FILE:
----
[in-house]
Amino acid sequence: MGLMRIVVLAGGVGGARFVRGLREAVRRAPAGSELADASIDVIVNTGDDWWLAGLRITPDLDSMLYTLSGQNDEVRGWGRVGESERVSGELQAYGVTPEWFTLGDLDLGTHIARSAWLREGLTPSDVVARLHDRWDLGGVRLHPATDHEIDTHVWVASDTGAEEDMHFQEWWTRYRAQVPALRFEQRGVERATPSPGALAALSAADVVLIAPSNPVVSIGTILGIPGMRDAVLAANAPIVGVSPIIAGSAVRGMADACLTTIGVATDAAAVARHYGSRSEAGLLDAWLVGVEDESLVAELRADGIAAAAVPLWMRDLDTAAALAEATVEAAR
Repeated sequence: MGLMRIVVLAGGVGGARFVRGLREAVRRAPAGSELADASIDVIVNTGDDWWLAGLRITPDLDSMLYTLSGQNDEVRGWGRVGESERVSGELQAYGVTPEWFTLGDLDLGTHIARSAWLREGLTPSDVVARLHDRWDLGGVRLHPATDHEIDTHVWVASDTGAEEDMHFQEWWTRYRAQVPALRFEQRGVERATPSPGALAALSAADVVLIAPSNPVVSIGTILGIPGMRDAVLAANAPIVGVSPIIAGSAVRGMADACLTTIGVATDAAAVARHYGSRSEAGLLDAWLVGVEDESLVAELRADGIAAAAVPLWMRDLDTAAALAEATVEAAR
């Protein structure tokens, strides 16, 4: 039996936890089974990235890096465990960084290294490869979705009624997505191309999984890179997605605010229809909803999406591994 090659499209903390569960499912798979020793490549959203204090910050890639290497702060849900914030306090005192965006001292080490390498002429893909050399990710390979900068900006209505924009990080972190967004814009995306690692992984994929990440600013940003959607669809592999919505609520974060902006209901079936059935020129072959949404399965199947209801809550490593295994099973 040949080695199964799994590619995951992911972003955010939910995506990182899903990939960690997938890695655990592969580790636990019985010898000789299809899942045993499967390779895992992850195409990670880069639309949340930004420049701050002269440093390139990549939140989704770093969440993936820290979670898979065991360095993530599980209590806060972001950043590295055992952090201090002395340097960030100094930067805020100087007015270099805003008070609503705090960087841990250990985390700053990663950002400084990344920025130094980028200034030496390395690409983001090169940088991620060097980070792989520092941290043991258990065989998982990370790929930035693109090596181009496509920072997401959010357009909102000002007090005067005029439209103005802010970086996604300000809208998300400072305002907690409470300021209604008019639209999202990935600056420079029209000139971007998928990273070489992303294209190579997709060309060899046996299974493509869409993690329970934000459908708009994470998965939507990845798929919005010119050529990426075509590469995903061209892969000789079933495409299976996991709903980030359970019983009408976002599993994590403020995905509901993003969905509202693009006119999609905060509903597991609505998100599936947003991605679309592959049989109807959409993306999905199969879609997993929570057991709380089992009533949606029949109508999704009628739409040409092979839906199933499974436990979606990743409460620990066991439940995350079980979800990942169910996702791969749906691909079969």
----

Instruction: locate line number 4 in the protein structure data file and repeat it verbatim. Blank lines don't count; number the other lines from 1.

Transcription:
């Protein structure tokens, strides 16, 4: 039996936890089974990235890096465990960084290294490869979705009624997505191309999984890179997605605010229809909803999406591994 090659499209903390569960499912798979020793490549959203204090910050890639290497702060849900914030306090005192965006001292080490390498002429893909050399990710390979900068900006209505924009990080972190967004814009995306690692992984994929990440600013940003959607669809592999919505609520974060902006209901079936059935020129072959949404399965199947209801809550490593295994099973 040949080695199964799994590619995951992911972003955010939910995506990182899903990939960690997938890695655990592969580790636990019985010898000789299809899942045993499967390779895992992850195409990670880069639309949340930004420049701050002269440093390139990549939140989704770093969440993936820290979670898979065991360095993530599980209590806060972001950043590295055992952090201090002395340097960030100094930067805020100087007015270099805003008070609503705090960087841990250990985390700053990663950002400084990344920025130094980028200034030496390395690409983001090169940088991620060097980070792989520092941290043991258990065989998982990370790929930035693109090596181009496509920072997401959010357009909102000002007090005067005029439209103005802010970086996604300000809208998300400072305002907690409470300021209604008019639209999202990935600056420079029209000139971007998928990273070489992303294209190579997709060309060899046996299974493509869409993690329970934000459908708009994470998965939507990845798929919005010119050529990426075509590469995903061209892969000789079933495409299976996991709903980030359970019983009408976002599993994590403020995905509901993003969905509202693009006119999609905060509903597991609505998100599936947003991605679309592959049989109807959409993306999905199969879609997993929570057991709380089992009533949606029949109508999704009628739409040409092979839906199933499974436990979606990743409460620990066991439940995350079980979800990942169910996702791969749906691909079969």